Completely forgot that Hungarian is no longer an Empire. With the eventual reconquest of Austria, Stephen will be King of Hungary, Croatia and Austria. Perhaps the Romans will be gracious enough to bestow the title of Great King to them?

Looks like the likely outcome in Italy is the Romans severing off Florence as a Despotate and extorting a massive tribute out of the Lombards. Keep the Accord happy and refill the coffers a bit, and gear up for the rematch with the Ottomans.
 
Completely forgot that Hungarian is no longer an Empire. With the eventual reconquest of Austria, Stephen will be King of Hungary, Croatia and Austria. Perhaps the Romans will be gracious enough to bestow the title of Great King to them?

Looks like the likely outcome in Italy is the Romans severing off Florence as a Despotate and extorting a massive tribute out of the Lombards. Keep the Accord happy and refill the coffers a bit, and gear up for the rematch with the Ottomans.
Great King would be a good reward. I find it odd that B444 said Andreas Niketas was the Romans at their peak of dominance but if anything they’re far more dominant now with Hungary a satellite and Tuscany a new Despotate.
 

Cryostorm

Monthly Donor
Great King would be a good reward. I find it odd that B444 said Andreas Niketas was the Romans at their peak of dominance but if anything they’re far more dominant now with Hungary a satellite and Tuscany a new Despotate.
He might have meant just territorial control in Europe since they had all but conquered Italy, controlled up to Croatia, had Andalusia as a sort of vassal/tributary, and after thrashing the Crusader army had no real military peer.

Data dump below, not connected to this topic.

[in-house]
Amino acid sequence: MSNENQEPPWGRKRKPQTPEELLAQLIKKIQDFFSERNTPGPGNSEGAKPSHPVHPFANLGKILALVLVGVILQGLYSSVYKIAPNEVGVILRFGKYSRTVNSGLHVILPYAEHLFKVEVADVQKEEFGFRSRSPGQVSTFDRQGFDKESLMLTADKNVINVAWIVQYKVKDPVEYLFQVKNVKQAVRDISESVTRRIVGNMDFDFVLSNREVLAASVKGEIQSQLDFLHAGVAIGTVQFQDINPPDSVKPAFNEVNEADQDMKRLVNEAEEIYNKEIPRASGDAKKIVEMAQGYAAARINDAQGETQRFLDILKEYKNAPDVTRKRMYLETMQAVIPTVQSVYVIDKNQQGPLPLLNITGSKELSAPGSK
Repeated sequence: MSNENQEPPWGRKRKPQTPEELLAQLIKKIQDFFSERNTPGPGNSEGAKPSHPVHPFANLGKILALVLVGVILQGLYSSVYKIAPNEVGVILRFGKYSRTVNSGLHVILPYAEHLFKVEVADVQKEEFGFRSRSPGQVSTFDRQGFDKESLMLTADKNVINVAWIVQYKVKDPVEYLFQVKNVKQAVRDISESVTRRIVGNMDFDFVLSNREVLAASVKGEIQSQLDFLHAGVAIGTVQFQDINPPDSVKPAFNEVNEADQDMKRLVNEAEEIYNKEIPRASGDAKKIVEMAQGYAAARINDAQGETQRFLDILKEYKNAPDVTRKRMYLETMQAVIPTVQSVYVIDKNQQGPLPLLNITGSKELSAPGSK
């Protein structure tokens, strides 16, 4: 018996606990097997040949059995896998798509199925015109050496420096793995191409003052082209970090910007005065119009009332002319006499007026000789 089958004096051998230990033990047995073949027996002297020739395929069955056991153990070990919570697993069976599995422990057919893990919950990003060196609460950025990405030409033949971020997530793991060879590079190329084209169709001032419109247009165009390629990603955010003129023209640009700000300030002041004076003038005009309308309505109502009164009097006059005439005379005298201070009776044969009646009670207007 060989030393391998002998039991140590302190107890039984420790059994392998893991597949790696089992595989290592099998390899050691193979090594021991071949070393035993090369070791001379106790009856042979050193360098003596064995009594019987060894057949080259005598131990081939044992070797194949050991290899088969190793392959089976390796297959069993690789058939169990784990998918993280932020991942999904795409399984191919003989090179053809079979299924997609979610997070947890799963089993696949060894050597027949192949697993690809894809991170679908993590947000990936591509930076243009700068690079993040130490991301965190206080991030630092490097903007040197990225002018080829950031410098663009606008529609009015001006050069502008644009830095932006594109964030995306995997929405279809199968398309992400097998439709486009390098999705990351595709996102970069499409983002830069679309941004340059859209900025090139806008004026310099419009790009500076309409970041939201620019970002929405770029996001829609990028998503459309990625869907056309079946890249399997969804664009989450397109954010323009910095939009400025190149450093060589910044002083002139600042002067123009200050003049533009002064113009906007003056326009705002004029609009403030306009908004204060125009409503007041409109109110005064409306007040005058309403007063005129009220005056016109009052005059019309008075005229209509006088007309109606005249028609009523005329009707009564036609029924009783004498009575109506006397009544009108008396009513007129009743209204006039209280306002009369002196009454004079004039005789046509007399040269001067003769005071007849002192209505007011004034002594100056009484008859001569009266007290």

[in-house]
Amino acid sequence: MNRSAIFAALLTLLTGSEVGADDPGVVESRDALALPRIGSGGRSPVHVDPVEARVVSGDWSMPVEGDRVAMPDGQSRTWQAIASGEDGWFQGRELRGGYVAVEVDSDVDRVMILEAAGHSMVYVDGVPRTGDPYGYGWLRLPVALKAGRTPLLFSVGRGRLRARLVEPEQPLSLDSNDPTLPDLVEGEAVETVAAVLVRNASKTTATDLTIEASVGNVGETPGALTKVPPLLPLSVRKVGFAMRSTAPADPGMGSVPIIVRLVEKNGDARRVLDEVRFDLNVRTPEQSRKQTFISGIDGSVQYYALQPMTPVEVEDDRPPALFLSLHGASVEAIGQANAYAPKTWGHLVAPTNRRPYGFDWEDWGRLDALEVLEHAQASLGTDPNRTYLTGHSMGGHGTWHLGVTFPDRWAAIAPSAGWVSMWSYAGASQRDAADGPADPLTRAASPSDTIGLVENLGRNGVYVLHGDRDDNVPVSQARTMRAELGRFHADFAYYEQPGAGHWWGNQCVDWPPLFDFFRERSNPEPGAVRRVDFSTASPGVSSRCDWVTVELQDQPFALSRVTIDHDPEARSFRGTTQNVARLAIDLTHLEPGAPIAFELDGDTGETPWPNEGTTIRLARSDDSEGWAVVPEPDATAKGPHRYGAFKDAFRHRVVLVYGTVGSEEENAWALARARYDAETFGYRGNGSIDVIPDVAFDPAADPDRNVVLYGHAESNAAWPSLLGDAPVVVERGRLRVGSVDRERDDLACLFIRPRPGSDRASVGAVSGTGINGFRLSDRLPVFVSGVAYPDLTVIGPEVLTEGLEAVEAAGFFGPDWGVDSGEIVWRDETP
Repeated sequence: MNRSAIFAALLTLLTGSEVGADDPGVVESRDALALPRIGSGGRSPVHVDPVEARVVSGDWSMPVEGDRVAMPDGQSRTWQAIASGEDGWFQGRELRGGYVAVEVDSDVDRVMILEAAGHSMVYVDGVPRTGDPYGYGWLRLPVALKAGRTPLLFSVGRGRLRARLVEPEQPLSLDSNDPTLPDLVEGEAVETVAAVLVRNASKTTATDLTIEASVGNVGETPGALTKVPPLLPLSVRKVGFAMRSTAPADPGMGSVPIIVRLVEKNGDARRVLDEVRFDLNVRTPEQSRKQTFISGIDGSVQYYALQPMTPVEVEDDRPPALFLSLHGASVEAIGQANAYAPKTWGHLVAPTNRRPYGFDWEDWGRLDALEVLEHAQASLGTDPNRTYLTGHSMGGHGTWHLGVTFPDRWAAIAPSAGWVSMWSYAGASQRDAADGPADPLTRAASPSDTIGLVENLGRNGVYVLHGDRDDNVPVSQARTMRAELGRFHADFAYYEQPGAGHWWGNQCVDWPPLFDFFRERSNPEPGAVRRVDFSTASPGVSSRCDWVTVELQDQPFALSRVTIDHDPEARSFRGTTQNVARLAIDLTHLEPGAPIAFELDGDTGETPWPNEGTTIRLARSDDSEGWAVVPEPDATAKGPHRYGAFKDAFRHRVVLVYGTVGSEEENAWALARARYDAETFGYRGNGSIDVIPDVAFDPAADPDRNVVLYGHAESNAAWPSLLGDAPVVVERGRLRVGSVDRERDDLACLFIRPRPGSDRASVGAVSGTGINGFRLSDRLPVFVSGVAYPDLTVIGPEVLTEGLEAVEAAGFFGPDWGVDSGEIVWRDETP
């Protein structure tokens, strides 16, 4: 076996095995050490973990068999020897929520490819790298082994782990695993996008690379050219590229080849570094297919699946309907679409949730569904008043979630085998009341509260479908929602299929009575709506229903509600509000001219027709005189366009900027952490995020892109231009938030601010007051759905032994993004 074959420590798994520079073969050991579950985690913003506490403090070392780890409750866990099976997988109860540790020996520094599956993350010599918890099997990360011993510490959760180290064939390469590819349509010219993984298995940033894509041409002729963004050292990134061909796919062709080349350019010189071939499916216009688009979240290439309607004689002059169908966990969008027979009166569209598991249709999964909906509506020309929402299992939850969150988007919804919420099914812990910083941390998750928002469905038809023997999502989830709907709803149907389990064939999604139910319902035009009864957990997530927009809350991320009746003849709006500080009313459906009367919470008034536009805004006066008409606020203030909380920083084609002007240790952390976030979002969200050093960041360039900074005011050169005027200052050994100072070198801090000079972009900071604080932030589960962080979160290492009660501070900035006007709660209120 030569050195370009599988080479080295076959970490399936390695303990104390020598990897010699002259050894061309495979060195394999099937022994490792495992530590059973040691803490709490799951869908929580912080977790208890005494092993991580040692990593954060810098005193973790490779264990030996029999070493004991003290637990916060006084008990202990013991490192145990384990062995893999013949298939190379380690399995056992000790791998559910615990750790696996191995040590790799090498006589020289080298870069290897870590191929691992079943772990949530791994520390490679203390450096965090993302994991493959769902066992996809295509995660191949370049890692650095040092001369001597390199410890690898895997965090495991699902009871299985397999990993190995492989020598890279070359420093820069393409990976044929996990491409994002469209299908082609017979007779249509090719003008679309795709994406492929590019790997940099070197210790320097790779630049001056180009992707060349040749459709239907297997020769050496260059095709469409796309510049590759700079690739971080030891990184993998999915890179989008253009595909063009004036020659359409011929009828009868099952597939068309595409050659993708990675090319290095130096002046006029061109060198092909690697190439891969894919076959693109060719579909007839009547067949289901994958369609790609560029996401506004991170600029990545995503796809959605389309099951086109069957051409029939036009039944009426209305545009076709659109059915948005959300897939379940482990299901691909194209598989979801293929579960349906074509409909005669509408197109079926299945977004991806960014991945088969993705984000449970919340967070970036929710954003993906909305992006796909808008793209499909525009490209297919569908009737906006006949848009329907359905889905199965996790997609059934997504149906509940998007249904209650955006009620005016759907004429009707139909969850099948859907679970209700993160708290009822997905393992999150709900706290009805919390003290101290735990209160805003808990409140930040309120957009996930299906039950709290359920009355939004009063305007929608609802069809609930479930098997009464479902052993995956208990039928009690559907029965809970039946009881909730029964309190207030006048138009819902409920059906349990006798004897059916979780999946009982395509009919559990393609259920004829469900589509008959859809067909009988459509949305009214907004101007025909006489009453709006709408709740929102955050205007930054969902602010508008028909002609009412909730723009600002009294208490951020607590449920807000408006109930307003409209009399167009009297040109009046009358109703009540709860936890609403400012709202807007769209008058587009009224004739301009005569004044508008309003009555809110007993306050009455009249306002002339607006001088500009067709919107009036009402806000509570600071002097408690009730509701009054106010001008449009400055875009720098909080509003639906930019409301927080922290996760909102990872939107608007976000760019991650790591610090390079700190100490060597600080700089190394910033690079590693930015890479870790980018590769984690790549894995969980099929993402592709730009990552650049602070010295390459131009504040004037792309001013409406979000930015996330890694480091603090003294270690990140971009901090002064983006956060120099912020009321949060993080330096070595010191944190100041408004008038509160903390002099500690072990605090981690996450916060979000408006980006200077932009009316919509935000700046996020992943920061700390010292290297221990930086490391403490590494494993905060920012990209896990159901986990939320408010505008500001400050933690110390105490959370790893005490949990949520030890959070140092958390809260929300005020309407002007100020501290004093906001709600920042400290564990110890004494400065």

Now they have more soft control, friendly satellites on all their European borders, but their rivals are just as strong, even if one might take some time to recover.
 
I suppose there's not much that can be done to prevent every king with a few kingdoms to proclaim themselves Emperor. But the prestige of said title probably differs widely, IIRC the Romans and HRE still the Triune title to be some cheap imitation.

I would assume in the in terms of prestige the ranking would be like this: Emperor of the Romans > HRE > Ethiopian Emperor > Russian Great King > Emperor of the Untied Kingdoms > EOTN
 
Modern Roman political theory: [Keep in mind all of this is very fuzzy and inchoate in my head, and subject to change.] I don’t remember who said it, but they envisioned modern Rhomania as being a weird hybrid of OTL China and Sweden, which I like. Rhomania as a ‘Father Knows Best’ state, but a ‘Father’ that also knows it needs to provide well as part of that and does that through very widespread social services. In this image of modern Rhomania, there’d be universal healthcare of high quality both physical and mental, environmental initiatives to ensure safe environments, and free education up to the undergraduate degree level.